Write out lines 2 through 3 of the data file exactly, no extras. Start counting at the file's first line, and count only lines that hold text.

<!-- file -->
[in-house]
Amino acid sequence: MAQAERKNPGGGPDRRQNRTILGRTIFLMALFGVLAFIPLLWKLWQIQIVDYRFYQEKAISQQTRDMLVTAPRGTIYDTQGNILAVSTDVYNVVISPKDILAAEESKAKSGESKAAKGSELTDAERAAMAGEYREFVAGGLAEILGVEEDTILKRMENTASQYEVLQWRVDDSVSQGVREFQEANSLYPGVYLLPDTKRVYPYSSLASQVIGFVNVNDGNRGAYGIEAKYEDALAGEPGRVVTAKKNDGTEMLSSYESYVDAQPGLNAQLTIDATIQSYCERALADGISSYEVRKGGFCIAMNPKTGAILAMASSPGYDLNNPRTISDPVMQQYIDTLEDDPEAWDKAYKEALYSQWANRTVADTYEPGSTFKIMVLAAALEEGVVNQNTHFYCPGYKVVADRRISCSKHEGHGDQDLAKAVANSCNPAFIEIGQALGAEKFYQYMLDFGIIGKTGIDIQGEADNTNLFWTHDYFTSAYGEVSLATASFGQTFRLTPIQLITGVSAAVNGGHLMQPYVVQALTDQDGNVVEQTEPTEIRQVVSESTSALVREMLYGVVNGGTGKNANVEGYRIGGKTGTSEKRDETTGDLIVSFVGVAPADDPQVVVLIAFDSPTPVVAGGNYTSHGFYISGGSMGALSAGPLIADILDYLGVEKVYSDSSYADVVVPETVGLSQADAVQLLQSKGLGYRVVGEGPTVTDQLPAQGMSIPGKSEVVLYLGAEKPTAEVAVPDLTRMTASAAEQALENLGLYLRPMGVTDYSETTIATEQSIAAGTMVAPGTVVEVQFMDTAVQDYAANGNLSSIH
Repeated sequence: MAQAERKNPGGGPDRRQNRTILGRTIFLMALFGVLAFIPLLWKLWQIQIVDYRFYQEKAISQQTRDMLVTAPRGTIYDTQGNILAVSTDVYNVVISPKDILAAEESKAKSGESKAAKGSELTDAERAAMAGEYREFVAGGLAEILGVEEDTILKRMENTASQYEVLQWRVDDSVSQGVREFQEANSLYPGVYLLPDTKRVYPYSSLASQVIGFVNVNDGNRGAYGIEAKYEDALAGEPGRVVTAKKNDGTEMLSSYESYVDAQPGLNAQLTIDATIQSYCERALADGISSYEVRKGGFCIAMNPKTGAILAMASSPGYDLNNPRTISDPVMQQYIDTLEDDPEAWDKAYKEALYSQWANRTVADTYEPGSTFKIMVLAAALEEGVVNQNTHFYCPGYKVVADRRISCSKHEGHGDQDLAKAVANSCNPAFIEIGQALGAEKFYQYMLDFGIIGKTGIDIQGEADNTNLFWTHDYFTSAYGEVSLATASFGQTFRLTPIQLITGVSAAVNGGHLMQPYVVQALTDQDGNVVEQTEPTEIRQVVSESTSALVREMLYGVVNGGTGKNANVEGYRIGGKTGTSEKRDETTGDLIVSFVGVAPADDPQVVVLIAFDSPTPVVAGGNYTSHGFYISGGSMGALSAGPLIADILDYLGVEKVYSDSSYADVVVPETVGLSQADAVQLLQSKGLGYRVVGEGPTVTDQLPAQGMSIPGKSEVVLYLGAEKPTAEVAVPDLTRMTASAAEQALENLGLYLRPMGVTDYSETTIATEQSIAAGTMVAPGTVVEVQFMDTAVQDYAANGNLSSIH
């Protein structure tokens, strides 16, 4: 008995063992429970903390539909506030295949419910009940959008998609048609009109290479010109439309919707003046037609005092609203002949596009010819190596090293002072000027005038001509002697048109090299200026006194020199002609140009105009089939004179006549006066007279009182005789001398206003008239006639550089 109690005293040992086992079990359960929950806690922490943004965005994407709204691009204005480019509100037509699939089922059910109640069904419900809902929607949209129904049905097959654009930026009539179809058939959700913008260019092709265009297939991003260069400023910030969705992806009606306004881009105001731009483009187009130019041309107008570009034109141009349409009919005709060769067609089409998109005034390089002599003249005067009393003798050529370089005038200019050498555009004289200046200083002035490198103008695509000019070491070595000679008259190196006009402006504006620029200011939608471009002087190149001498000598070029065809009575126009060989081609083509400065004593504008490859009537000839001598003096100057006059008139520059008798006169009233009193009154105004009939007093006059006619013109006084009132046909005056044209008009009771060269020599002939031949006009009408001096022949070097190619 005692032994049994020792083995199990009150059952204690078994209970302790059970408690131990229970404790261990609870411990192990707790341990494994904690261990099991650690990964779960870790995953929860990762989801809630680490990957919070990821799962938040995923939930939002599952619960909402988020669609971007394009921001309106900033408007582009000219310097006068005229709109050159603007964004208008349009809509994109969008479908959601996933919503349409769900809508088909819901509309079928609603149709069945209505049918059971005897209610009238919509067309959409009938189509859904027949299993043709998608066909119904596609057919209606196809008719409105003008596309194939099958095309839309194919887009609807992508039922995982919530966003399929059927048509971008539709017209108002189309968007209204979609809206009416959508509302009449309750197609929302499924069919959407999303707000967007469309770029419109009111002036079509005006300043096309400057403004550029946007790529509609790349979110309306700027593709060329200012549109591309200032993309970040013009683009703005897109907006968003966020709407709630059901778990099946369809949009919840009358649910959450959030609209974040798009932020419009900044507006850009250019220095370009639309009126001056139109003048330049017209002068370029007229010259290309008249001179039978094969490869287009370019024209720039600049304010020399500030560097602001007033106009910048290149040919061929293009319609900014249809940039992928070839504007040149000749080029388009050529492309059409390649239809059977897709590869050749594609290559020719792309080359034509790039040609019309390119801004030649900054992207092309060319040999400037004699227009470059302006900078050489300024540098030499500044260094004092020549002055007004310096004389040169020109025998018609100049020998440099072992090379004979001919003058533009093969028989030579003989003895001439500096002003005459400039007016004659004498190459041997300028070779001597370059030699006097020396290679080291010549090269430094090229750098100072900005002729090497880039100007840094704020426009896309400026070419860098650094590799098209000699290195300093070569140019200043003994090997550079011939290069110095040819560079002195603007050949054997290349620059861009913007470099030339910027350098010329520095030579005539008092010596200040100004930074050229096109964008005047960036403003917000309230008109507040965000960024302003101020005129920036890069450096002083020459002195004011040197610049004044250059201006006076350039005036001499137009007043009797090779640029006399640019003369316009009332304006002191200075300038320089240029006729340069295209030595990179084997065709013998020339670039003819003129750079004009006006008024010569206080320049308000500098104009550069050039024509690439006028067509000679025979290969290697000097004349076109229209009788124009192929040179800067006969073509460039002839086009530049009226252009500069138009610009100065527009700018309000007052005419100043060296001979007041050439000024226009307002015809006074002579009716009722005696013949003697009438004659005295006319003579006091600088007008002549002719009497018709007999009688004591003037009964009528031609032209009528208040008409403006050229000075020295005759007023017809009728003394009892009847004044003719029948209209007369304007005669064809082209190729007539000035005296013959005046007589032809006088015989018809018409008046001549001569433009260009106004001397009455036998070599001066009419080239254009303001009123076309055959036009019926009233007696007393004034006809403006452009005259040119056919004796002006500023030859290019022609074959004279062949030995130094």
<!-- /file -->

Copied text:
Amino acid sequence: MAQAERKNPGGGPDRRQNRTILGRTIFLMALFGVLAFIPLLWKLWQIQIVDYRFYQEKAISQQTRDMLVTAPRGTIYDTQGNILAVSTDVYNVVISPKDILAAEESKAKSGESKAAKGSELTDAERAAMAGEYREFVAGGLAEILGVEEDTILKRMENTASQYEVLQWRVDDSVSQGVREFQEANSLYPGVYLLPDTKRVYPYSSLASQVIGFVNVNDGNRGAYGIEAKYEDALAGEPGRVVTAKKNDGTEMLSSYESYVDAQPGLNAQLTIDATIQSYCERALADGISSYEVRKGGFCIAMNPKTGAILAMASSPGYDLNNPRTISDPVMQQYIDTLEDDPEAWDKAYKEALYSQWANRTVADTYEPGSTFKIMVLAAALEEGVVNQNTHFYCPGYKVVADRRISCSKHEGHGDQDLAKAVANSCNPAFIEIGQALGAEKFYQYMLDFGIIGKTGIDIQGEADNTNLFWTHDYFTSAYGEVSLATASFGQTFRLTPIQLITGVSAAVNGGHLMQPYVVQALTDQDGNVVEQTEPTEIRQVVSESTSALVREMLYGVVNGGTGKNANVEGYRIGGKTGTSEKRDETTGDLIVSFVGVAPADDPQVVVLIAFDSPTPVVAGGNYTSHGFYISGGSMGALSAGPLIADILDYLGVEKVYSDSSYADVVVPETVGLSQADAVQLLQSKGLGYRVVGEGPTVTDQLPAQGMSIPGKSEVVLYLGAEKPTAEVAVPDLTRMTASAAEQALENLGLYLRPMGVTDYSETTIATEQSIAAGTMVAPGTVVEVQFMDTAVQDYAANGNLSSIH
Repeated sequence: MAQAERKNPGGGPDRRQNRTILGRTIFLMALFGVLAFIPLLWKLWQIQIVDYRFYQEKAISQQTRDMLVTAPRGTIYDTQGNILAVSTDVYNVVISPKDILAAEESKAKSGESKAAKGSELTDAERAAMAGEYREFVAGGLAEILGVEEDTILKRMENTASQYEVLQWRVDDSVSQGVREFQEANSLYPGVYLLPDTKRVYPYSSLASQVIGFVNVNDGNRGAYGIEAKYEDALAGEPGRVVTAKKNDGTEMLSSYESYVDAQPGLNAQLTIDATIQSYCERALADGISSYEVRKGGFCIAMNPKTGAILAMASSPGYDLNNPRTISDPVMQQYIDTLEDDPEAWDKAYKEALYSQWANRTVADTYEPGSTFKIMVLAAALEEGVVNQNTHFYCPGYKVVADRRISCSKHEGHGDQDLAKAVANSCNPAFIEIGQALGAEKFYQYMLDFGIIGKTGIDIQGEADNTNLFWTHDYFTSAYGEVSLATASFGQTFRLTPIQLITGVSAAVNGGHLMQPYVVQALTDQDGNVVEQTEPTEIRQVVSESTSALVREMLYGVVNGGTGKNANVEGYRIGGKTGTSEKRDETTGDLIVSFVGVAPADDPQVVVLIAFDSPTPVVAGGNYTSHGFYISGGSMGALSAGPLIADILDYLGVEKVYSDSSYADVVVPETVGLSQADAVQLLQSKGLGYRVVGEGPTVTDQLPAQGMSIPGKSEVVLYLGAEKPTAEVAVPDLTRMTASAAEQALENLGLYLRPMGVTDYSETTIATEQSIAAGTMVAPGTVVEVQFMDTAVQDYAANGNLSSIH